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But five centuries after the fact, this anniversary is an opportune time for Southern Baptists to ask a few serious questions:

How Reformed are we? What was started by Luther was picked up, refined, and defined by John Calvin and others. The line from Calvin (and other Reformers) to Southern Baptists isn’t as obvious as is the line from John Knox to the Presbyterians or Luther to the Lutherans, but the Reformers have certainly informed our Baptist theology.

Some Southern Baptists fully embrace Calvin’s doctrines of grace, the sovereignty of God, and election, considering themselves “five-point Calvinists.” Others, who defined their position as “traditional” Southern Baptist in the 2012 debate at the New Orleans convention, accept some of Calvin’s points, but rely more on the verses about God’s desire that all would be saved. Some would say they live in the tension between Calvinism and Arminianism, between the sovereignty of God in bringing people to salvation and the free will of man to accept or reject God’s offer.

This anniversary is a good opportunity for churches to study the principles of Reformed theology and ask, How Reformed are we?

What is the appeal of Reformed theology? For people who have grown up in an era of slushy theology and postmodern uncertainty, Reformed theology offers clear, clean delineation of belief. It’s faith with handles on it. That might explain the appeal to Christians who were described as “young, restless, and reformed” in Collin Hansen’s seminal work by that name in 2008. Hansen capsulized a phenomenon that had been in development for two decades by the time he wrote the book, and must be credited in large part, in SBC life, to Albert Mohler. From his position as president of Southern Seminary starting in 1993, Mohler has schooled a generation of young pastors, theologians, and now seminary presidents.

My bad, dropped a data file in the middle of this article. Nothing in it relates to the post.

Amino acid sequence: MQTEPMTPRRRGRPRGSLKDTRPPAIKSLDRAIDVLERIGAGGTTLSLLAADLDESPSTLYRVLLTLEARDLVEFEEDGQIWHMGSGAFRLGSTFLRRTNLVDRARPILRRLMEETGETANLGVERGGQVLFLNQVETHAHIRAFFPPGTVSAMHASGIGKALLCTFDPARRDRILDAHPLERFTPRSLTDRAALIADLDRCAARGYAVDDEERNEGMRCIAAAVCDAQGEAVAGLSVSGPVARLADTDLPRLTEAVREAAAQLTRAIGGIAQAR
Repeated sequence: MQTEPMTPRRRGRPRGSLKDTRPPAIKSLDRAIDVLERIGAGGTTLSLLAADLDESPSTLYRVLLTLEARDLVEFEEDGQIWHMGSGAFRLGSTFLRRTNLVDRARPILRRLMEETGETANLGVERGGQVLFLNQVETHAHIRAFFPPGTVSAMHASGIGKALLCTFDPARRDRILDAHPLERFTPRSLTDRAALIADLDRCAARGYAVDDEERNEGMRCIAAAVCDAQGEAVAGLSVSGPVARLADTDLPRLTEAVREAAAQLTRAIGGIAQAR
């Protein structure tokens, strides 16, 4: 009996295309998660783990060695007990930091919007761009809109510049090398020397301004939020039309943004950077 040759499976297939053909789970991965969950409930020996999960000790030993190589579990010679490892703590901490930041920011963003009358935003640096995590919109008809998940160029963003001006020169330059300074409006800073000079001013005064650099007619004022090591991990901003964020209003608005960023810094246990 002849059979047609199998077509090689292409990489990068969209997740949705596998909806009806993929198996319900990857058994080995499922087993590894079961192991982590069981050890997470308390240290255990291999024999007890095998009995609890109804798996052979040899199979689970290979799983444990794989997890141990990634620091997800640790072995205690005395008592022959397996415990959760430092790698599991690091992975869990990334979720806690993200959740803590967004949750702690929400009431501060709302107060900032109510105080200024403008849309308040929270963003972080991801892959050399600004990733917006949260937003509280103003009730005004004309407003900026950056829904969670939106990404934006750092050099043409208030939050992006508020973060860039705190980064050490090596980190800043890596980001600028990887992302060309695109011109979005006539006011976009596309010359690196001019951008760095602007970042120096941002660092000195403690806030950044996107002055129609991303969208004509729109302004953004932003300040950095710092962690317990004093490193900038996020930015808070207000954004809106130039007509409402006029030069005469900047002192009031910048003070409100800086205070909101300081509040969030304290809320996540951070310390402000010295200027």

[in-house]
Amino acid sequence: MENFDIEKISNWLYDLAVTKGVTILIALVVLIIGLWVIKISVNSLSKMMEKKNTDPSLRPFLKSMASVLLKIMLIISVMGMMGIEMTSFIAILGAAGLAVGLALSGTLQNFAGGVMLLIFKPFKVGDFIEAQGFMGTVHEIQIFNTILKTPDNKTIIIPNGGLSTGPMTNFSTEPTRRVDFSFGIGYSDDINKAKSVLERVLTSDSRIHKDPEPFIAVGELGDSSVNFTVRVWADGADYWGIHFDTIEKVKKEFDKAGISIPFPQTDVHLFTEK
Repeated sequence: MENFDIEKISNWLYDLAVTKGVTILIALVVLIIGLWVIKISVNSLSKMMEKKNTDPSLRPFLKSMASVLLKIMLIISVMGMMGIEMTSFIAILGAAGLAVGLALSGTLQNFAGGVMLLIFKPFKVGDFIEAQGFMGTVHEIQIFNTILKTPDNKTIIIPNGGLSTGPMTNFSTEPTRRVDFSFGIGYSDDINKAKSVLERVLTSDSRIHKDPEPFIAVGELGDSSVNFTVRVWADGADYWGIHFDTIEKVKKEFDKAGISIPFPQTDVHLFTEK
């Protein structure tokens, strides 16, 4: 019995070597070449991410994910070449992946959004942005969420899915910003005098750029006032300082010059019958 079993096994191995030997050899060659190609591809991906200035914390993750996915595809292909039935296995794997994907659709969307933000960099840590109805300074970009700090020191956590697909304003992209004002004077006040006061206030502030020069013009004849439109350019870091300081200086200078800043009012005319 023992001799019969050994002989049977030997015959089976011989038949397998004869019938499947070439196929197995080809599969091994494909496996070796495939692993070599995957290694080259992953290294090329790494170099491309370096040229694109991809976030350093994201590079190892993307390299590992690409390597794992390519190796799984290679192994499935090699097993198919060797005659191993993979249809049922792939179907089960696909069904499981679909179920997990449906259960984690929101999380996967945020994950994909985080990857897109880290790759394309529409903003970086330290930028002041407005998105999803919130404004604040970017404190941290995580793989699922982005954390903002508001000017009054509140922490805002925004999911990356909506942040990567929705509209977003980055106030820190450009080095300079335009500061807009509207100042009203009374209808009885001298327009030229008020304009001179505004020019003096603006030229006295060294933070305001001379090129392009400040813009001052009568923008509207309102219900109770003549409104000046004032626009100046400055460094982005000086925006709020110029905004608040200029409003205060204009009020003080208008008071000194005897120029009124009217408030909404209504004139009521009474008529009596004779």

What is the long-term impact of rising Reformed theology on the SBC? Not everyone is enamored by the growth of Calvinism in Southern Baptist ranks. Some leaders have expressed concern about the possible impact on missions and evangelism.

Certainly our theological debate has been invigorated in recent decades. A denomination given to pragmatic, applicable theology through the Baby Boom years has more recently turned to serious consideration of the nature of the gospel. Can committed Calvinists, “traditional” Southern Baptists focused on evangelism, and the “somewhat Reformed” all coexist in the SBC tent, with a shared purpose that unites us, despite differences over finer points of theology? Or is another schism coming?

What will happen to evangelism? Our denomination’s baptism numbers continue to decline. Southwestern Seminary President Paige Patterson, a “traditionalist,” continues to express concern that rising Calvinism will naturally cool the fires of evangelism.

International Mission Board President David Platt might demonstrate a new kind of Reformed pastor, for whom evangelistic work by God’s people has high priority in God’s sovereignty. Will Platt’s zeal prove characteristic of the younger generation who are following his charge: “For the nations!” Or will the soul-winning Calvinist prove to be an anomaly?

Now, 500 years after Luther struck the first blows for Reformation, these are a few of the issues Southern Baptists must address—before the parade passes by.

– Eric Reed is editor of the Illinois Baptist.